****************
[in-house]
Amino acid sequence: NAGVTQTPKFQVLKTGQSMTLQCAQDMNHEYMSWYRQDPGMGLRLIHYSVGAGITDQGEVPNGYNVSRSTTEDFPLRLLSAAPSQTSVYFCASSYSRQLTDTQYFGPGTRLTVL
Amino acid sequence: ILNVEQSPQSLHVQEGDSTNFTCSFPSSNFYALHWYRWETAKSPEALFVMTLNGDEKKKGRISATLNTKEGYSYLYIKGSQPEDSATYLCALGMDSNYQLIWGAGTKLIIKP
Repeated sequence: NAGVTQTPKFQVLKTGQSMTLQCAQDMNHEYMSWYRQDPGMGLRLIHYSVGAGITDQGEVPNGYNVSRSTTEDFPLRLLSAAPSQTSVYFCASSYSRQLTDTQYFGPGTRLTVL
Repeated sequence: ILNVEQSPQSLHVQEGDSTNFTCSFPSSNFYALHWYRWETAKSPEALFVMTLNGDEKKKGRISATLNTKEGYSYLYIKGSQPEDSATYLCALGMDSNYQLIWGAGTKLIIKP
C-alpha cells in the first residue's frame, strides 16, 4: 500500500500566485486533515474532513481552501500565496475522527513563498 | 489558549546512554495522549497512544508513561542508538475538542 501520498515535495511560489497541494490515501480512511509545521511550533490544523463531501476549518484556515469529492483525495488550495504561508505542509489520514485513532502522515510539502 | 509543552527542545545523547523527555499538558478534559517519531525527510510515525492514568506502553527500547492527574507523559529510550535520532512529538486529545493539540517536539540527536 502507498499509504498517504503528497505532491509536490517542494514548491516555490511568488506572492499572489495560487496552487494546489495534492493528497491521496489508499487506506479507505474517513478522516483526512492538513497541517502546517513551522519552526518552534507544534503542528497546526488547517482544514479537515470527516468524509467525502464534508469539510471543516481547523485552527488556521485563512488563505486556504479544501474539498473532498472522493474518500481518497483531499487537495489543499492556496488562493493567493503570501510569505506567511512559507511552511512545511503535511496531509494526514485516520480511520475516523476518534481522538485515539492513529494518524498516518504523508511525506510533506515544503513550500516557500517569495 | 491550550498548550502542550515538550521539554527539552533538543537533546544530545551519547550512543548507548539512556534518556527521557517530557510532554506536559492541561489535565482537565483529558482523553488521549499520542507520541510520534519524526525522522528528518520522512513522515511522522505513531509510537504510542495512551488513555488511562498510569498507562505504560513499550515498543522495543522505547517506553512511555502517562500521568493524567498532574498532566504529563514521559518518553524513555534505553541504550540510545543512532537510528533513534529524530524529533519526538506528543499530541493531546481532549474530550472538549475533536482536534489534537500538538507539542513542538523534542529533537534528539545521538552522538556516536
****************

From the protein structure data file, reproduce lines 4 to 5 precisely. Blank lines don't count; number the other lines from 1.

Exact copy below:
Repeated sequence: NAGVTQTPKFQVLKTGQSMTLQCAQDMNHEYMSWYRQDPGMGLRLIHYSVGAGITDQGEVPNGYNVSRSTTEDFPLRLLSAAPSQTSVYFCASSYSRQLTDTQYFGPGTRLTVL
Repeated sequence: ILNVEQSPQSLHVQEGDSTNFTCSFPSSNFYALHWYRWETAKSPEALFVMTLNGDEKKKGRISATLNTKEGYSYLYIKGSQPEDSATYLCALGMDSNYQLIWGAGTKLIIKP